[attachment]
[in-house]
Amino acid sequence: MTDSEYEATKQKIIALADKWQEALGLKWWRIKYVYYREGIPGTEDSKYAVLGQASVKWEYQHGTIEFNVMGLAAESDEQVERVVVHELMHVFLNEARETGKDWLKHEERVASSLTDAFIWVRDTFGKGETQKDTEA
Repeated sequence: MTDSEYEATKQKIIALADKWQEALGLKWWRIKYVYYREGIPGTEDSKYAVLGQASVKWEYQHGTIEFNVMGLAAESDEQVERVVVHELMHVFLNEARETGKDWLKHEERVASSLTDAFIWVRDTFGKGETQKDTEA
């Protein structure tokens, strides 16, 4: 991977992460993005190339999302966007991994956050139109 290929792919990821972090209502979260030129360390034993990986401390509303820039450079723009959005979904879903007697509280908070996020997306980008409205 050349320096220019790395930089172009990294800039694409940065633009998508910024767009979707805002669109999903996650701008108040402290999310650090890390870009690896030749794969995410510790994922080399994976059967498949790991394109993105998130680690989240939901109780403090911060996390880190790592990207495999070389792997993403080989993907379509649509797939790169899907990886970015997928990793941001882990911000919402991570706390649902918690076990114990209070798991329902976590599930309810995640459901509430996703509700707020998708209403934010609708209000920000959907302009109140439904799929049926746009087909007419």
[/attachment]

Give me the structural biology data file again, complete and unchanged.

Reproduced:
[in-house]
Amino acid sequence: MTDSEYEATKQKIIALADKWQEALGLKWWRIKYVYYREGIPGTEDSKYAVLGQASVKWEYQHGTIEFNVMGLAAESDEQVERVVVHELMHVFLNEARETGKDWLKHEERVASSLTDAFIWVRDTFGKGETQKDTEA
Repeated sequence: MTDSEYEATKQKIIALADKWQEALGLKWWRIKYVYYREGIPGTEDSKYAVLGQASVKWEYQHGTIEFNVMGLAAESDEQVERVVVHELMHVFLNEARETGKDWLKHEERVASSLTDAFIWVRDTFGKGETQKDTEA
């Protein structure tokens, strides 16, 4: 991977992460993005190339999302966007991994956050139109 290929792919990821972090209502979260030129360390034993990986401390509303820039450079723009959005979904879903007697509280908070996020997306980008409205 050349320096220019790395930089172009990294800039694409940065633009998508910024767009979707805002669109999903996650701008108040402290999310650090890390870009690896030749794969995410510790994922080399994976059967498949790991394109993105998130680690989240939901109780403090911060996390880190790592990207495999070389792997993403080989993907379509649509797939790169899907990886970015997928990793941001882990911000919402991570706390649902918690076990114990209070798991329902976590599930309810995640459901509430996703509700707020998708209403934010609708209000920000959907302009109140439904799929049926746009087909007419």